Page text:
18.11.2019 change 24.11.2019

Archaeologists Know Which Vessels Were Used 4.5 Thousand Years Ago to Prepare Seal and Fish Dishes

Fragments of the vessel from which samples for testing for lipid content were taken. Credit: D. Król Fragments of the vessel from which samples for testing for lipid content were taken. Credit: D. Król

Some of the vessels used by hunters living 4,500 years ago in the vicinity of today`s Rzucewo (Pomerania) were used to prepare fish, seal and porpoise dishes, researchers determined by analysing the fats preserved in the vessel walls.

The remains of the prehistoric settlement of hunters located in Rzucewo on the Bay of Puck were discovered in the late 19th century. Now researchers of various specialisations are analysing the bones and artefacts discovered in the settlement during excavations carried out in recent decades by Danuta Król from the Archaeological Museum in Gdańsk.

For example, previous studies of animal remains show that although fish dominated in the prehistoric hunters` diet (there were also Greenland seals), bones of both wild and farmed terrestrial animals were found in the settlement.

Now scientists decided to analyse ceramic vessels for the presence of animal fats (lipids) to determine what kind of food was prepared in the settlement.

Danuta Król explains that lipids, i.e. fats preserved the walls of clay vessels, can provide a lot of information about the products processed in those vessels. Lipids are embedded in the walls of vessels mainly during cooking. These fats are poorly soluble in water, thanks to which they can be preserved for thousands of years, but not always.

In all fragments of ceramic vessels selected for analysis, fats from aquatic (marine) animals were detected. The analysed vessels included fragments of large storage vessels, vases with cord prints, thin-walled cups and bowls. In three of the examined vessels (vases and bowls), in addition to fat from aquatic animals, traces of plant products were also found.

"It is difficult to determine exactly what these vessels were for. Some were probably used to prepare meat and animal fat dishes," believes Król.

The presence of marine animal fats was also noted in characteristic trough-shaped vessels. Some scientists believe that they were lamps - filled with seal fat, in which wicks were placed. The results of the analysis support this hypothesis, Król suggests.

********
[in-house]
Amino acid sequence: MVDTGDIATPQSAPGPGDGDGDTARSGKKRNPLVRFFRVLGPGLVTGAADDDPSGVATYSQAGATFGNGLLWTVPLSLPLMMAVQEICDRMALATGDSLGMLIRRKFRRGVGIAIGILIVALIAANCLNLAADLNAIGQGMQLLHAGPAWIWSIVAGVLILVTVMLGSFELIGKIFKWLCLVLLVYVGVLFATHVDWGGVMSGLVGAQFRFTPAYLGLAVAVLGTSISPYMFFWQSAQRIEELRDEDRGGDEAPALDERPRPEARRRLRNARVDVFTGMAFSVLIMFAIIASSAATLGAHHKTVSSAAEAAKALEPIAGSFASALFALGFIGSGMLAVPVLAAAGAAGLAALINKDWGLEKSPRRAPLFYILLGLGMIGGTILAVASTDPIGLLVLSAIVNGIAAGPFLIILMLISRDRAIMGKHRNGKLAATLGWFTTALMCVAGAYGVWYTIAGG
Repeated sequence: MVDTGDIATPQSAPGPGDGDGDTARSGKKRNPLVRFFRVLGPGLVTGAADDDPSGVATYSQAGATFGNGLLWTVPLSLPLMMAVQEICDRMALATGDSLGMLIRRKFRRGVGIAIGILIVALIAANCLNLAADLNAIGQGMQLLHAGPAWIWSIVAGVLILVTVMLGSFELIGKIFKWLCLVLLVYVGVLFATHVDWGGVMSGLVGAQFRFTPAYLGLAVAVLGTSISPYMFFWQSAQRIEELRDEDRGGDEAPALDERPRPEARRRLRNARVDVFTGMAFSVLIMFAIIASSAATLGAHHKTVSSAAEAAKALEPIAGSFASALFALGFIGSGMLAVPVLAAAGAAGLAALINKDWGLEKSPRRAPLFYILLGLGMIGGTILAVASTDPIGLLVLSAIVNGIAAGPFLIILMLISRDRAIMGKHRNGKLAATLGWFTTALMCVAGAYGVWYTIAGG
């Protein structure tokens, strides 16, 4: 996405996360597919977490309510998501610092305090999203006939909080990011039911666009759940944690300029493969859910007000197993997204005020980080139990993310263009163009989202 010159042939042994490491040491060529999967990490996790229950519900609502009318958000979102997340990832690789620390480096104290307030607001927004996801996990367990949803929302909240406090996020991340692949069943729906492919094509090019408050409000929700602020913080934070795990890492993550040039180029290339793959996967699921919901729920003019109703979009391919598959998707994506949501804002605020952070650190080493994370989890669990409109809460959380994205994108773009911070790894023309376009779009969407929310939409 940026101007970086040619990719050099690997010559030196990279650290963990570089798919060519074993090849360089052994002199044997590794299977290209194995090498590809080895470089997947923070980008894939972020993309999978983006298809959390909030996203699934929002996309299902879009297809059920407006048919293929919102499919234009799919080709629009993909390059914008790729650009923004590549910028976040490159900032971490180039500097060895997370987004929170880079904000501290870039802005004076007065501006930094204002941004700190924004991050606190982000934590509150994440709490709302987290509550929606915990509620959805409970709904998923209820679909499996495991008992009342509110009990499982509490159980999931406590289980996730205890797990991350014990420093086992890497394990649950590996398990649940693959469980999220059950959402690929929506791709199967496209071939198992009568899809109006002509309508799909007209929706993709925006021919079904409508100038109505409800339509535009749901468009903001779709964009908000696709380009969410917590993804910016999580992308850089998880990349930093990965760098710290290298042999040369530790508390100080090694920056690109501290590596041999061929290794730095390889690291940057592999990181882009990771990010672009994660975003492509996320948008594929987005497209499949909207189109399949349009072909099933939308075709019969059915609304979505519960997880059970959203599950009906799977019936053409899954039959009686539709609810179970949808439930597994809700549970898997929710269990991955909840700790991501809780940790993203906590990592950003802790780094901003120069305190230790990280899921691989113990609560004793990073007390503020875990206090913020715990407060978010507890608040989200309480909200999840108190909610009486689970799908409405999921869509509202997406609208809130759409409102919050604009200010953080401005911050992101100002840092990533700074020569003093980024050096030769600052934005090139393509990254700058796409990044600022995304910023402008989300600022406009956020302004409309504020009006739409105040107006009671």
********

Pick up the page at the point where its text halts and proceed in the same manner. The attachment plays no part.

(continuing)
Interestingly, no milk fat was found in any of the analysed samples. This may be due to the fact that not all forms of vessels found in the settlement, e.g. cups, were tested.

"Analyses of fats from the walls of vessels confirm that hunters from Rzucewo who lived 4.5 thousand years ago ate fish and marine mammals to a large extent, including seals and porpoises. The bones of these animals were found inside their huts," the archaeologist concludes.

The first houses appeared on the Rzucewo Cape ca. 4500 BC. They were semi-dugouts, similar in shape to a circle or oval, with average dimensions slightly exceeding 3 by 3 meters. It was only around 2500 BC that coastal hunters started living in pole huts. Those were built on a rectangular plan and were larger than semi-dugouts. They were above ground structures.

The archaeological site in Rzucewo is currently located directly on the shores of the Bay of Puck. The former settlement was located on the edge of a moraine plateau, to which wetlands and peat bogs adjoined. At that time, the sea shore of the forming Puck Lagoon was several hundred meters from the settlement, and the water level was about 3-2 m lower than now.

Detailed research results will be published in an article by Lucy J. E. Cramp, Matylda Ruter and Łukasz Pospieszny from the University of Bristol, Volker Heyd from the University of Helsinki and Danuta Król from the Archaeological Museum in Gdańsk. It will appear in December in the XXVIII volume of Pomerania Antiqua.

PAP - Science in Poland, Szymon Zdziebłowski

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